At the same time, languages are dynamic entities that represent the constant evolution of the communities within which they are used. I see it as a self-reinforcing relationship, in which languages exist as long as we need them but we only need them as long as they exist. Kiswahili is spreading because of increasing economic and social links westwards and southwards, but the more it spreads the greater the need for people to learn it. At the same time, it allows East Africans to express a truly ‘African’ identity that spreads beyond local or national boundaries. The trouble for many people is that Kiswahili is an objectively difficult language that is in many countries only effectively taught in schools, leaving young people without access to formal education, living through the current cultural renaissance with a thirst to express their African identity and little opportunity to do so.
Yet, languages also offer people the opportunity to demonstrate remarkable creativity and agency in the process of claiming identities and far from dying, I believe African languages are evolving to reflect the new cosmopolitan nature of many countries. Several academic papers in Kenya and overseas have examined the influence of sheng’, a patois that is best described as anglicised Kiswahili interlaced with words from various Kenyan mother tongues. Sheng’, technically illegal in Kenya, allows young Nairobians to not only subvert political and social authority in a very tangible way, but because English and Kiswahili are so strongly associated with formality, also allows us to reach out to each other on a more egalitarian basis. Sheng’ represents an urban brotherhood, and a person’s choice of words reveals to other sheng’ speakers a lot about their socio-economic status. Interestingly, wealthier kids from upmarket suburbs do their best to mimic the inflections of poorer kids from the mtaa (inner city) as a way of legitimising their ‘Africanness’.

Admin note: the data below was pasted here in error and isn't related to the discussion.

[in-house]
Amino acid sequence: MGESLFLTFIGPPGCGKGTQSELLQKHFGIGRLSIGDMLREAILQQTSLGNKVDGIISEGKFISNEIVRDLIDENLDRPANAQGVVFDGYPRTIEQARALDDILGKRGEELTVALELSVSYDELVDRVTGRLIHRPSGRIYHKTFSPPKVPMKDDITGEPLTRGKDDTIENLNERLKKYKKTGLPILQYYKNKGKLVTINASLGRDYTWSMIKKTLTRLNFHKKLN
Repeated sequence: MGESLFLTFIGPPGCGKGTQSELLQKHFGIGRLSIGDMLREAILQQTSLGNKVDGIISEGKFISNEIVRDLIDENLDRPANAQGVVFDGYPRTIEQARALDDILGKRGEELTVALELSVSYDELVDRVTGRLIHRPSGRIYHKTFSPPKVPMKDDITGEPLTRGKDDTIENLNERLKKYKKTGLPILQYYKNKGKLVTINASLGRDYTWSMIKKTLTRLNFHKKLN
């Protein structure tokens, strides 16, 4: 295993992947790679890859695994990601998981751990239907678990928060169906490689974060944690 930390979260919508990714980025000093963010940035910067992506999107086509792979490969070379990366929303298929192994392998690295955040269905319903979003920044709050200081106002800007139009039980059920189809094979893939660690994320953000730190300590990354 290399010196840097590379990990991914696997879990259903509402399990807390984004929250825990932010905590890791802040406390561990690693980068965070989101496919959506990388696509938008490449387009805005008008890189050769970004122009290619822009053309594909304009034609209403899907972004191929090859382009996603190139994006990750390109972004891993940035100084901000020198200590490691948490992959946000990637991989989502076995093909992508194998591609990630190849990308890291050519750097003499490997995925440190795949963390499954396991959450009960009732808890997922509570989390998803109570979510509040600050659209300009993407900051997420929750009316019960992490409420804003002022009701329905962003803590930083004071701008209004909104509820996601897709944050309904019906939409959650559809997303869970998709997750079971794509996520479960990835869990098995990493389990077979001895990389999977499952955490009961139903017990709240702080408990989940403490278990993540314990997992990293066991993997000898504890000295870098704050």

My argument is not against preserving indigenous languages – far from it. My concern, and I know it seems contradictory, is that as we have remained so focused on preserving languages that have increasingly marginal utility in a rapidly changing world, we are losing sight of an exciting opportunity that is available right in front of us. Whereas English in England is constantly expanding to accommodate formal and informal words (just look up bootylicious in the Oxford English Dictionary) it strikes me that the debate over indigenous languages is locking out new and exciting cultural phenomena, like sheng’ that may well represent the indigenous languages of Africa’s growing urban population. If we are to have a truly Pan-African language, shouldn’t it be a language that best reflects Africa as it is today, rather than as we imagined it to be 100 years ago?